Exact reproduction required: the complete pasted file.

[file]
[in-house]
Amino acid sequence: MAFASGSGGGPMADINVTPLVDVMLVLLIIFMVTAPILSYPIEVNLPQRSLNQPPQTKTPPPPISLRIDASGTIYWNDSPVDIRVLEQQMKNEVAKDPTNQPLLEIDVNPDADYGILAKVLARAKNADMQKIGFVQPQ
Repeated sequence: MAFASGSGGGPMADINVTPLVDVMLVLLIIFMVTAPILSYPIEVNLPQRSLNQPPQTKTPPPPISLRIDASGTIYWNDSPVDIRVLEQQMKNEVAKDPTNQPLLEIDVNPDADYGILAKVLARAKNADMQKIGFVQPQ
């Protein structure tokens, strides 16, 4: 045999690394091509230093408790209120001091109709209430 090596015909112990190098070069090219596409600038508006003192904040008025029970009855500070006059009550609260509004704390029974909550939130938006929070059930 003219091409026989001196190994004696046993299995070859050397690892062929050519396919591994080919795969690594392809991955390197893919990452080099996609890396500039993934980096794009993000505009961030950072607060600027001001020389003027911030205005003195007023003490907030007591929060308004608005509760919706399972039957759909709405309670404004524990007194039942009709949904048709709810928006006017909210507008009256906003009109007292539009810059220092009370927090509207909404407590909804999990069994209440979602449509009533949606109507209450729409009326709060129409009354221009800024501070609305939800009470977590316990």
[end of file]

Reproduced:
[in-house]
Amino acid sequence: MAFASGSGGGPMADINVTPLVDVMLVLLIIFMVTAPILSYPIEVNLPQRSLNQPPQTKTPPPPISLRIDASGTIYWNDSPVDIRVLEQQMKNEVAKDPTNQPLLEIDVNPDADYGILAKVLARAKNADMQKIGFVQPQ
Repeated sequence: MAFASGSGGGPMADINVTPLVDVMLVLLIIFMVTAPILSYPIEVNLPQRSLNQPPQTKTPPPPISLRIDASGTIYWNDSPVDIRVLEQQMKNEVAKDPTNQPLLEIDVNPDADYGILAKVLARAKNADMQKIGFVQPQ
């Protein structure tokens, strides 16, 4: 045999690394091509230093408790209120001091109709209430 090596015909112990190098070069090219596409600038508006003192904040008025029970009855500070006059009550609260509004704390029974909550939130938006929070059930 003219091409026989001196190994004696046993299995070859050397690892062929050519396919591994080919795969690594392809991955390197893919990452080099996609890396500039993934980096794009993000505009961030950072607060600027001001020389003027911030205005003195007023003490907030007591929060308004608005509760919706399972039957759909709405309670404004524990007194039942009709949904048709709810928006006017909210507008009256906003009109007292539009810059220092009370927090509207909404407590909804999990069994209440979602449509009533949606109507209450729409009326709060129409009354221009800024501070609305939800009470977590316990």